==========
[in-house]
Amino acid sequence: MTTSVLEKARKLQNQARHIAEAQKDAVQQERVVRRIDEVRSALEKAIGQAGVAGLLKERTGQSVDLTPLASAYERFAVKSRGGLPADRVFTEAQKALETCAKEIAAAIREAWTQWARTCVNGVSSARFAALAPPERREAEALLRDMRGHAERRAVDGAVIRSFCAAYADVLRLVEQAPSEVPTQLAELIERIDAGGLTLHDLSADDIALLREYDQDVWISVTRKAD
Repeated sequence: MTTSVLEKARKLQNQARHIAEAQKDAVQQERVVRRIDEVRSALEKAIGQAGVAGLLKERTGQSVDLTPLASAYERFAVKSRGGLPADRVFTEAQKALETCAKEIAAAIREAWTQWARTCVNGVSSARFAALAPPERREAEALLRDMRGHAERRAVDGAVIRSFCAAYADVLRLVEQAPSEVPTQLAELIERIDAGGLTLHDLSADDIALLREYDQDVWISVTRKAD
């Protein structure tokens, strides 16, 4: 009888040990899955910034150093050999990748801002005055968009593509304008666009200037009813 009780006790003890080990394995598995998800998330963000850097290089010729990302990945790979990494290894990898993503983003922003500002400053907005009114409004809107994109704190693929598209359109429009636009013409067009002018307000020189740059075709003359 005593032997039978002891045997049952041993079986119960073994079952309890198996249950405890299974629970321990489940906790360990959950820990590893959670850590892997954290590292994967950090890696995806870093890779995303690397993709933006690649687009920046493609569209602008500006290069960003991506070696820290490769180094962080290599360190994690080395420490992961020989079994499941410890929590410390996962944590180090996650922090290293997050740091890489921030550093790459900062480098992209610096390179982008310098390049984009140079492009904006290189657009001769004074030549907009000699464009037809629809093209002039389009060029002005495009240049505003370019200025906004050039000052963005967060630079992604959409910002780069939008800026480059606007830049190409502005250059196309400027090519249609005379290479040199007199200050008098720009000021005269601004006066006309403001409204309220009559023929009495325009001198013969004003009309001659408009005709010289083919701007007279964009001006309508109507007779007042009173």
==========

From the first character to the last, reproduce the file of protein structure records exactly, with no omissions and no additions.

[in-house]
Amino acid sequence: MTTSVLEKARKLQNQARHIAEAQKDAVQQERVVRRIDEVRSALEKAIGQAGVAGLLKERTGQSVDLTPLASAYERFAVKSRGGLPADRVFTEAQKALETCAKEIAAAIREAWTQWARTCVNGVSSARFAALAPPERREAEALLRDMRGHAERRAVDGAVIRSFCAAYADVLRLVEQAPSEVPTQLAELIERIDAGGLTLHDLSADDIALLREYDQDVWISVTRKAD
Repeated sequence: MTTSVLEKARKLQNQARHIAEAQKDAVQQERVVRRIDEVRSALEKAIGQAGVAGLLKERTGQSVDLTPLASAYERFAVKSRGGLPADRVFTEAQKALETCAKEIAAAIREAWTQWARTCVNGVSSARFAALAPPERREAEALLRDMRGHAERRAVDGAVIRSFCAAYADVLRLVEQAPSEVPTQLAELIERIDAGGLTLHDLSADDIALLREYDQDVWISVTRKAD
């Protein structure tokens, strides 16, 4: 009888040990899955910034150093050999990748801002005055968009593509304008666009200037009813 009780006790003890080990394995598995998800998330963000850097290089010729990302990945790979990494290894990898993503983003922003500002400053907005009114409004809107994109704190693929598209359109429009636009013409067009002018307000020189740059075709003359 005593032997039978002891045997049952041993079986119960073994079952309890198996249950405890299974629970321990489940906790360990959950820990590893959670850590892997954290590292994967950090890696995806870093890779995303690397993709933006690649687009920046493609569209602008500006290069960003991506070696820290490769180094962080290599360190994690080395420490992961020989079994499941410890929590410390996962944590180090996650922090290293997050740091890489921030550093790459900062480098992209610096390179982008310098390049984009140079492009904006290189657009001769004074030549907009000699464009037809629809093209002039389009060029002005495009240049505003370019200025906004050039000052963005967060630079992604959409910002780069939008800026480059606007830049190409502005250059196309400027090519249609005379290479040199007199200050008098720009000021005269601004006066006309403001409204309220009559023929009495325009001198013969004003009309001659408009005709010289083919701007007279964009001006309508109507007779007042009173």